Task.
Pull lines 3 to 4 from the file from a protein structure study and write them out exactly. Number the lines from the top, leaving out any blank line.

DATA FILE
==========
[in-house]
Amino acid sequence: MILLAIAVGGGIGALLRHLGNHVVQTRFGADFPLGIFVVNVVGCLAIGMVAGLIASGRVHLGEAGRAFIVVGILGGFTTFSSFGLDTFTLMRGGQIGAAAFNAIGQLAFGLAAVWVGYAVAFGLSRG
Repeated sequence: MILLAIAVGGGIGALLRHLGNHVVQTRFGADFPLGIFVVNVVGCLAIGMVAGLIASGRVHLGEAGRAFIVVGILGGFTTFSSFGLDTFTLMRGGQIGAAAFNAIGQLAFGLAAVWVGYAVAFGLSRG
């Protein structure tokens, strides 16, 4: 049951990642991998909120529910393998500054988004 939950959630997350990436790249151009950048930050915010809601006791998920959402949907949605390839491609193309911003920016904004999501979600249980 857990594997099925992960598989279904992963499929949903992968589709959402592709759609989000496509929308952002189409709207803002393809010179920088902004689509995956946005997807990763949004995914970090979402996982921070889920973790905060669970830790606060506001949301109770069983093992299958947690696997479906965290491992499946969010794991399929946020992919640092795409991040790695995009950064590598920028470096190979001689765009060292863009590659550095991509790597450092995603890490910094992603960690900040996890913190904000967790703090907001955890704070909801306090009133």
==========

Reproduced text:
Repeated sequence: MILLAIAVGGGIGALLRHLGNHVVQTRFGADFPLGIFVVNVVGCLAIGMVAGLIASGRVHLGEAGRAFIVVGILGGFTTFSSFGLDTFTLMRGGQIGAAAFNAIGQLAFGLAAVWVGYAVAFGLSRG
């Protein structure tokens, strides 16, 4: 049951990642991998909120529910393998500054988004 939950959630997350990436790249151009950048930050915010809601006791998920959402949907949605390839491609193309911003920016904004999501979600249980 857990594997099925992960598989279904992963499929949903992968589709959402592709759609989000496509929308952002189409709207803002393809010179920088902004689509995956946005997807990763949004995914970090979402996982921070889920973790905060669970830790606060506001949301109770069983093992299958947690696997479906965290491992499946969010794991399929946020992919640092795409991040790695995009950064590598920028470096190979001689765009060292863009590659550095991509790597450092995603890490910094992603960690900040996890913190904000967790703090907001955890704070909801306090009133």